A rising currency and a red-hot labour market has sent Canadian consumer confidence to the highest in three years.
The Bloomberg Nanos Canadian Confidence Index climbed to 60.5 in the week ending Aug. 4, the highest since July 2014 and close to a record.
The improving sentiment suggests Canadians are shrugging off the impact of higher borrowing costs after the Bank of Canada raised interest rates last month, focusing instead on an accelerating economy that has driven the jobless rate to the lowest since 2008 and the purchasing power benefits that come with a higher dollar. That bodes well for a continuation of the household spending that has been fueling the nation’s expansion.
“While the normalization of interest rates is likely to have a negative impact on household balance sheets, a stronger Canadian dollar could be perceived as another sign of a healthier economy,” New York-based Bloomberg economist Robert Lawrie said.
The polling also showed sentiment gains were broad-based, and have completely offset housing-sector worries. The share of people who believe the economy will strengthen is the highest in seven years at 32.3 percent, according to the polling. The figure climbed from 28.1 percent in the prior edition and from 22.1 percent a month ago.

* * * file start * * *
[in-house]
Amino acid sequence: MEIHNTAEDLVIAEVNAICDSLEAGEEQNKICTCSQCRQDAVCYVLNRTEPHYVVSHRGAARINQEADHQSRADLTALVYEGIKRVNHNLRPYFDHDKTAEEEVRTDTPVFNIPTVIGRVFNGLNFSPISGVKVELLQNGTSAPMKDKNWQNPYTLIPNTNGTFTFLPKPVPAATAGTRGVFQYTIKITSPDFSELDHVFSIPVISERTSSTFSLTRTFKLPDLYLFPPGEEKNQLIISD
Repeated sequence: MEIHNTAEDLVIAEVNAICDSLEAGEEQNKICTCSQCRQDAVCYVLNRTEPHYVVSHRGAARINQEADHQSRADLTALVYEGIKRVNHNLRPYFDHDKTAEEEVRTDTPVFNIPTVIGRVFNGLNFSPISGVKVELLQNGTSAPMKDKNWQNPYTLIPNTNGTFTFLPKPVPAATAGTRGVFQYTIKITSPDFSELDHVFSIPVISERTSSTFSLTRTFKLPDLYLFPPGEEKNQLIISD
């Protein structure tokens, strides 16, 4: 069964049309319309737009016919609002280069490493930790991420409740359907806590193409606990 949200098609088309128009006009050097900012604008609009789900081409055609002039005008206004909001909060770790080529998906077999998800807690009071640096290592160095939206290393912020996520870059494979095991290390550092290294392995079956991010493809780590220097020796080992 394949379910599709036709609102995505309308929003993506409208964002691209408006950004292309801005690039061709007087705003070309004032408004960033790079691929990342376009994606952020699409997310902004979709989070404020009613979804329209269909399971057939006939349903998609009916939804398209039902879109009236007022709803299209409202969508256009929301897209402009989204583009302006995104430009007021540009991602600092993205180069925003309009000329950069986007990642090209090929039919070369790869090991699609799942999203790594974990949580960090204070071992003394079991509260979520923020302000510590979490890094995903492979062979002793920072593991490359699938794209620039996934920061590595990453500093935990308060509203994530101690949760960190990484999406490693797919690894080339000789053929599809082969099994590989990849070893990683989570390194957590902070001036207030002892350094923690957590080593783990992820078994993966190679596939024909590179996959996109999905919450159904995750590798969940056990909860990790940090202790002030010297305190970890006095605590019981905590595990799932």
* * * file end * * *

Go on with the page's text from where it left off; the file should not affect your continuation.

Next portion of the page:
The polling figures showed only 8.7 percent of people are insecure about their jobs, which the lowest on record. Canadians also feel better about personal finances, with 20.2 percent saying their balance sheets are stronger than a year ago. That’s the highest reading for this measure since September 2016.
Housing was the only weak point in the data. Sentiment about home prices dropped to the lowest since January.
Confidence also climbed across different regions. Quebec’s index hit a record high 61.9, a reflection of the French-speaking province’s job market, which is among the nation’s strongest.
The Prairie region including Alberta improved in line with a gain in oil prices that has kick-started a rebound in drilling and investment after a two-year crash. The confidence index for the Prairies reached the highest since March.
The Bloomberg Nanos Canadian Confidence Index is based on telephone polling with a four-week rolling average of 1,000 respondents, and is considered accurate within 3.1 percentage points, 19 times out of 20.
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